The need to reach an equitable climate agreement was emphasised at an online debate that asked the question: 'Can post-2015 development goals drive climate action?'
The need to reach an equitable climate agreement was emphasised at an online debate that asked the question: ‘Can post-2015 development goals drive climate action?’
On June 27 Mary Robinson took part in the hour-long blogging discussion, organised by the AlertNet Climate team of the Thomson Reuters Foundation and CARE International’s Poverty Environment and Climate Change Network. This open web-forum, which generated more than 180 comments, followed the publication of the High Level Panel report on the post-2015 development agenda, and aimed to feed into the ongoing debate on the Sustainable Development Goals, heading into the UN General Assembly in September. Joining Mrs Robinson among the invited contributors to the online debate were:
- Amina Mohammed, special advisor of the U.N. Secretary-General on post-2015 development planning
- Ruth Fuller, co-chair of the Beyond 2015 group for UK NGOs and international development policy adviser at WWF
- Kit Vaughan, director, CARE Poverty Environment and Climate Change Network (PECCN)
Pa Ousman Jarju, climate change envoy for Gambia and member of the Least Developed Countries expert panel on post-2015 development goals, was invited to the discussion, but was unable to take part due to technical difficulties. In her first input to the discussion, Mrs Robinson referred to the High Level Panel report, and said her Foundation “is encouraged that the High Level Panel acknowledges the injustices that climate change is causing to those people least responsible for it.”
Ruth Fuller added: “Climate change is already undermining current gains in poverty reduction and threatens future development progress. The post 2015 framework must support urgent action on climate change.”
When asked about the inclusion of climate justice in Sustainable Development Goals, both Ruth and Kit Vaughan agreed it should be there, with Kit adding: “climate justice must be the foundation of any equitable response to climate change that seeks to eradicate poverty”.
Mrs Robinson spoke of the need to bring out gender dimensions in future agendas, both of climate change and of development. “MRFCJ helped UN Women and others to get the principle of gender balance into the climate conference at COP18, in Doha. We must also ensure that the SDGs reflect the need for full equality, and the High level Panel propose a separate goal: Empower Girls and Women and Achieve Gender Equality.”
Addressing the need to communicate the issue of climate change and development, Amina Mohammed said “this needs to be a huge consideration at the country level where it is less understood and the linkages to a sustainable development agenda are less clear.”
On the same subject, Mrs Robinson emphasised: “We have to bring out the injustice of how climate change is affecting poor communities and poor countries most severely, even though they are least responsible.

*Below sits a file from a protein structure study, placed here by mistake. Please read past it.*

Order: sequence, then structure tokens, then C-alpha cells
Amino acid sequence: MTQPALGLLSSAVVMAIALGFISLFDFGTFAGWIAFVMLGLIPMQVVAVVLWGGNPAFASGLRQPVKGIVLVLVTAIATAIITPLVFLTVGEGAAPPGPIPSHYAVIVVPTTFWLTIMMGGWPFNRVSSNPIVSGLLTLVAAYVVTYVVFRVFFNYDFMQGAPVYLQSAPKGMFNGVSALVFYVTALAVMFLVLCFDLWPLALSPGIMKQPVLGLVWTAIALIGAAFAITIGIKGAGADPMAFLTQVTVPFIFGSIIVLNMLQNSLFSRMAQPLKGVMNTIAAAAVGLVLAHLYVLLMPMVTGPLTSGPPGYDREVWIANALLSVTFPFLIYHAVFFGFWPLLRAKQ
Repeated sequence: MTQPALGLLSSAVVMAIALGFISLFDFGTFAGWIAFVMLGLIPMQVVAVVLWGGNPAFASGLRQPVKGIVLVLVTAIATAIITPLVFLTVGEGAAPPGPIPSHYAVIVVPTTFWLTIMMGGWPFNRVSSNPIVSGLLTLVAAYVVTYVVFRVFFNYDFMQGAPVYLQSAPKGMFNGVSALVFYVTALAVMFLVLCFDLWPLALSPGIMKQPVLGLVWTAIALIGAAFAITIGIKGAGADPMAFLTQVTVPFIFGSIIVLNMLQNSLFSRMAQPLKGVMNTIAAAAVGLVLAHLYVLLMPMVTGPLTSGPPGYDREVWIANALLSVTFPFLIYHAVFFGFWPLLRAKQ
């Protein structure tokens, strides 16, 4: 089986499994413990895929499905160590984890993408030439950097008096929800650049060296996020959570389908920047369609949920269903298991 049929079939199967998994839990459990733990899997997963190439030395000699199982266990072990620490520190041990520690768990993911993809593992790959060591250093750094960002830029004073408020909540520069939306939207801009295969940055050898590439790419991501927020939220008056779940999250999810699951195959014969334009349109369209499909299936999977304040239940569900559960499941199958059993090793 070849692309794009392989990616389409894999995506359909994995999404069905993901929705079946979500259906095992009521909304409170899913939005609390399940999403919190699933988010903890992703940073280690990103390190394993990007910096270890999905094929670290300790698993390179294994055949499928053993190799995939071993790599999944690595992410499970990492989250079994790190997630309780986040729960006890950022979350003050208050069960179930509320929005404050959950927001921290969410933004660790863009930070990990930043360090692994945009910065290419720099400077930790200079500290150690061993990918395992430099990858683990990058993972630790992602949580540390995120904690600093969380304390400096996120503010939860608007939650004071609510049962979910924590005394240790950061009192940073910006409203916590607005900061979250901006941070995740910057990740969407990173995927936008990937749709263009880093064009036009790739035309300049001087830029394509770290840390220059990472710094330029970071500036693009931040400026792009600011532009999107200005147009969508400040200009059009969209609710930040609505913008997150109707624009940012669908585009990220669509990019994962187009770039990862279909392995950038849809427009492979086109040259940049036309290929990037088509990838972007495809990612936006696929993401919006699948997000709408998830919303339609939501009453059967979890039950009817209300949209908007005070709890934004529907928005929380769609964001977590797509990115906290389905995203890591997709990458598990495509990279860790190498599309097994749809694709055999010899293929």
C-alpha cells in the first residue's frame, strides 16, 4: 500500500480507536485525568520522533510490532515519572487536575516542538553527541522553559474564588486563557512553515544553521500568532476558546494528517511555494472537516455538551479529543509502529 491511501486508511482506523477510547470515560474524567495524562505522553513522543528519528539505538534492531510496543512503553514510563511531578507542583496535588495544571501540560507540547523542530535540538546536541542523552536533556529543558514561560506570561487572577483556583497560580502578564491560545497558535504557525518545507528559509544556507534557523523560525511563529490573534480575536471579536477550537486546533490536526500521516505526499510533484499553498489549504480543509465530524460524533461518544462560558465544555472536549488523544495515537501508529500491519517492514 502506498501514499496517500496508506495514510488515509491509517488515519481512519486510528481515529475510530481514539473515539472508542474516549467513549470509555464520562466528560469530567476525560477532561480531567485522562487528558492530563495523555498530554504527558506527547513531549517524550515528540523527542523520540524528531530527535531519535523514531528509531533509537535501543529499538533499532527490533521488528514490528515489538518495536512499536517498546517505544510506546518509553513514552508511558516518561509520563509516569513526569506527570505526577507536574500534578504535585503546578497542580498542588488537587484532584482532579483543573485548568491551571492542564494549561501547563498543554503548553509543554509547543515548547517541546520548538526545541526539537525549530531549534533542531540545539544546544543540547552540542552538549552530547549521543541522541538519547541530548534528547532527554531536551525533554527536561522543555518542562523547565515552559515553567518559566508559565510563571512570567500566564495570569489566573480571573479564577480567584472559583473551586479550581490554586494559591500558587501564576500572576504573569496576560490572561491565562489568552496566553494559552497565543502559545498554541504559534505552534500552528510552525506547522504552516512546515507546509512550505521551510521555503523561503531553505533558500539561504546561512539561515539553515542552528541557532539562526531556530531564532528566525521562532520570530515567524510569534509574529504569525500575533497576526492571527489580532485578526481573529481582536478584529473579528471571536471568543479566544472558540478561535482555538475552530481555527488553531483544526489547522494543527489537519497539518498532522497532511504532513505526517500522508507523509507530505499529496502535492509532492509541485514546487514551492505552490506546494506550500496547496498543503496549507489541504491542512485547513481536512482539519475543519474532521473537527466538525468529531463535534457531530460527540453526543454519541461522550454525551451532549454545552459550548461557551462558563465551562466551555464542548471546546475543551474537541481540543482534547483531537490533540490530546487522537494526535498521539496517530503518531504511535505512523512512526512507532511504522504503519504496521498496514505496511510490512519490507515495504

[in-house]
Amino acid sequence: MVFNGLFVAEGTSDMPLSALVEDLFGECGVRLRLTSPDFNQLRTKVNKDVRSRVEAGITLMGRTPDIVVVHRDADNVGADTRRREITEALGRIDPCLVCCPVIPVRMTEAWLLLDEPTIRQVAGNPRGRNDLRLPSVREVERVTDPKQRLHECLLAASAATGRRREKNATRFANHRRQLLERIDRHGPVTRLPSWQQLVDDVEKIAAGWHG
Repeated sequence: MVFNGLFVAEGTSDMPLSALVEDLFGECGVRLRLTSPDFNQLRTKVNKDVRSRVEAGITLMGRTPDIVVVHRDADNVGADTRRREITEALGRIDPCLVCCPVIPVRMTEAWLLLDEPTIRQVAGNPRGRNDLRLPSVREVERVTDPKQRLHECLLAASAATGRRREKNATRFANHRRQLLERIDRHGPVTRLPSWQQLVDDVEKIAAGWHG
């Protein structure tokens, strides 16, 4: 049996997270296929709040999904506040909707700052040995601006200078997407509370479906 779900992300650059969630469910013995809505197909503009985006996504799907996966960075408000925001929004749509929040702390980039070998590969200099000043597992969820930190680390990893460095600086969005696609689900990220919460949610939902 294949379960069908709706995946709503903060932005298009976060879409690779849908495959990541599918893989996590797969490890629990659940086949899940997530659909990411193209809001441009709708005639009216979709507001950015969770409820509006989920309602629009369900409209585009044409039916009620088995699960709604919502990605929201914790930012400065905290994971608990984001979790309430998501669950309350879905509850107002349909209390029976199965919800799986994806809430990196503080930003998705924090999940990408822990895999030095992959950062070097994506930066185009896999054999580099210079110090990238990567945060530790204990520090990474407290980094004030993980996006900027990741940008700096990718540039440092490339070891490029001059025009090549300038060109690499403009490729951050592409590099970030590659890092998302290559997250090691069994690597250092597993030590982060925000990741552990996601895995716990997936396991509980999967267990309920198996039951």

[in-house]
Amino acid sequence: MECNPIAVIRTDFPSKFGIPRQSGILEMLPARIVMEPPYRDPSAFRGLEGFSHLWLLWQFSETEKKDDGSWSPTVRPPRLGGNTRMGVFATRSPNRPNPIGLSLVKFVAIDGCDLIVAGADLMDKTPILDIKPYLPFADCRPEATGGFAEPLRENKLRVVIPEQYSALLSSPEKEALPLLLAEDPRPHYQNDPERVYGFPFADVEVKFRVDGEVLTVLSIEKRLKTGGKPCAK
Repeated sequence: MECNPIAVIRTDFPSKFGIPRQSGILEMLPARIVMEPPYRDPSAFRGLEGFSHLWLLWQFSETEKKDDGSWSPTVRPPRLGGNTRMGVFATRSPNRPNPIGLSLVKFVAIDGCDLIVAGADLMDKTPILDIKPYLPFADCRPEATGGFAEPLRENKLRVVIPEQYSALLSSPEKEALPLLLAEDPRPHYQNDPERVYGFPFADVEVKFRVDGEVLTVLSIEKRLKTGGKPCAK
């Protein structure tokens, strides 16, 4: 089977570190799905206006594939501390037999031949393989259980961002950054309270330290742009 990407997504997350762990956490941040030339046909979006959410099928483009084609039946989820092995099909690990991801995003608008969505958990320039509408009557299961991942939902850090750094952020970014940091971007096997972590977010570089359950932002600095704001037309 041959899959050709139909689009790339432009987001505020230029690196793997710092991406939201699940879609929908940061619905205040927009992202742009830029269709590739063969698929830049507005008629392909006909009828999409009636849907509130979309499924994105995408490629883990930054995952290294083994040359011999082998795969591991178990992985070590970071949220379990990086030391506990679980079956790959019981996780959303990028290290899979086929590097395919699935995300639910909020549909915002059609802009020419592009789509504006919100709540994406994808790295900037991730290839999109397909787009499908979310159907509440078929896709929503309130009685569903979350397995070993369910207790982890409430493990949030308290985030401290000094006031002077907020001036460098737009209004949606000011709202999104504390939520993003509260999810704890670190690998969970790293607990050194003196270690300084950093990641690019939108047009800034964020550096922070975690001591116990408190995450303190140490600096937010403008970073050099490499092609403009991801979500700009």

“For some people the way to communicate this may be to bring out the intergenerational justice: that as climate shocks increase in richer countries, our children and grandchildren will be most affected, and will wonder why we didn’t do more on our watch.”
Mrs Robinson stressed the need to highlight climate justice among all stakeholders: “We need climate action to catch fire. We need it to be a genuine movement. MRFCJ and WRI are committed to a Climate Justice Dialogue, which is trying to build broad constituencies of demand for a robust climate agreement. We need to engage young people, women, indigenous communities, the private sector, academia, trade unions, everyone!”
She later added: “To those who live on the front line of poverty – climate change and development are the same issues… At the ground level people don’t put these issues in boxes, the reasons they are poor have to do with rights, access to health care, the weather, access to decision making, gender inequality etc. To respond to their needs the international processes have to be more coherent and respond to the interconnected nature of the issues that make people poor and vulnerable.”
In conclusion, Amina Mohammed stated: “Climate change and global poverty have attracted considerable attention in recent years as key global justice challenges of our times. Both are serious challenges to the health and prosperity of people and our planet. As we design the future of development, low-carbon and climate-resilient solutions need to be centre-stage… Decisions on climate change must be in the interest of the most vulnerable. They must advance social protection, health, livelihoods and gender equality, and therefore they go hand in hand with efforts to achieve the MDGs. This relationship must be built on for the post-2015 sustainable development agenda.”